4 Rules for Surviving Dating: How to Find Lasting Love
Slowing down the dating process is necessary—but challenging.
Posted Nov 09, 2011
This past weekend, I ran into a friend at a restaurant who has just begun dating someone new. My friend shared with me later just how anxiety-provoking this new relationship has become. After a few weeks, they've officially entered that awkward phase where uncertainty is king, and I'm sure each member of the couple is spending a great deal of time talking about the relationship with their respective friends. Oh, the drama that new love brings!
The beginning of a new relationship is scary because you don't really know the person you're dating, so you can't be sure what you're going to get. In other words, you're investing in a relationship based purely on faith, or your hope that this new person will be good for you. But let's all admit what a risk it is to start falling in love! Can you imagine taking a thousand dollars and putting it into a stock that you don't know much about? If you only knew a few details about the company you were investing in, you'd probably decide not to invest in it. Why? Because it would feel too risky.
Yet in relationships, the pull toward a new lover is so strong that it feels as if you really don't have a choice at all. If you like the person and want to get to know them better, you have no choice but to proceed. The stakes feel so high because you can end up attaching pretty quickly to someone new, even though you don't know that person well enough to know if it's truly safe to trust him or her. The reality is that the process of attaching happens much faster than the process of getting to know someone on a truly deep level. If only we could slow our hearts down so that we could protect ourselves better from potential hurts, right?
But wait - I suddenly got so caught up in writing about new love that I almost forgot that we actually do have control over how quickly we attach to someone new. Sure, hormones are at work and there is the undeniable thrill of the first touch or kiss with someone you're crazy attracted to, but that doesn't mean that we, in turn, have to carjack someone, head to Vegas, and get married in a cheesy chapel on the first night.
Though the urge may be strong to spend all your time with your new love interest and jump in the sack to seal the deal and - finally - alleviate your intense curiosity, we're supposed to be adults now, or highly developed individuals that come fully loaded with frontal lobes that allow us to plan and make good decisions. The real goal becomes slowing down in the midst of the sexual-emotional storm of new love to gather our thoughts and proceed with a healthy caution.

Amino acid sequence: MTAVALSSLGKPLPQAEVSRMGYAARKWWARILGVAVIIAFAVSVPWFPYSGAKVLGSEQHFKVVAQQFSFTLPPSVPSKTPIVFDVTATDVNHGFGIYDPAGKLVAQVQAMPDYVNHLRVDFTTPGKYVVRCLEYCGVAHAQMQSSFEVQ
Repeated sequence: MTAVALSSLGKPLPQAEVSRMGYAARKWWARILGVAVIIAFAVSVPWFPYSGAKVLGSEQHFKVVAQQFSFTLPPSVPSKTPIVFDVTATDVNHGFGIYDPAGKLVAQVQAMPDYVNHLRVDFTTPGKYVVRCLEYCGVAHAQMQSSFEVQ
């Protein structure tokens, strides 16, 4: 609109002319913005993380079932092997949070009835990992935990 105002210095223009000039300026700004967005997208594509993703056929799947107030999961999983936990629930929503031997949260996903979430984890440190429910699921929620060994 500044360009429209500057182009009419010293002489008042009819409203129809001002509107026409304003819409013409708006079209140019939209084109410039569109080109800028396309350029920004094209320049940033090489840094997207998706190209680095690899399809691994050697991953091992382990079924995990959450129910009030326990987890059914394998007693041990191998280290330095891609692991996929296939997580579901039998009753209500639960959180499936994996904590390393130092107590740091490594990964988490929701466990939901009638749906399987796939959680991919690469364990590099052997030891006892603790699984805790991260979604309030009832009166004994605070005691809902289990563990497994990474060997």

Below, I will give you a few pieces of advice to help you control your anxiety and start a new relationship more cautiously.
Rule # 1: If you breathe the words "The One" in the first couple of months, odds are that you're headed for trouble. Don't even let yourself think this way. You need to relax and keep your expectations as realistic as possible - knowing full well how hard that is to do.
Rule # 2: Don't jump into bed too quickly. For those of you (I'm guessing more than 95%) who aren't waiting for marriage to consummate the relationship, don't get horizontal until you've had, at least, several dates. Trust me: this way you'll figure out how emotionally compatible you are before you let you sex and hormones take over.
Rule # 3: Your friends and family should not meet the person you're dating until a solid month of dating - and dating with no red flags. If you've been dating a few weeks but have noticed some areas of concern, take an extra month to get to know your new love interest better so that you can figure out if he or she will truly make the grade.
Rule # 4: Use what mental health professionals call "self-talk" or what everyone else calls "mantras" to keep your eye on the bigger picture when the burgeoning intimacy makes you anxious. Tell yourself little things (either mentally or on notes you leave around your house) to soothe yourself, such as, "Focus on whether you like him, not whether he likes you," or "If it's meant to be, she'll call; if not, I'll have more energy to look for someone else."
No, relationships aren't easy for anyone and the uncertainty of falling for someone is hard for everyone to manage. But slowing down and giving yourself time to sufficiently interview the person you're interested in will be the best insurance policy you could invest in!
Feel free to check out my book on relationships, Overcome Relationship Repitition Syndrome and Find the Love You Deserve, or follow me on Twitter!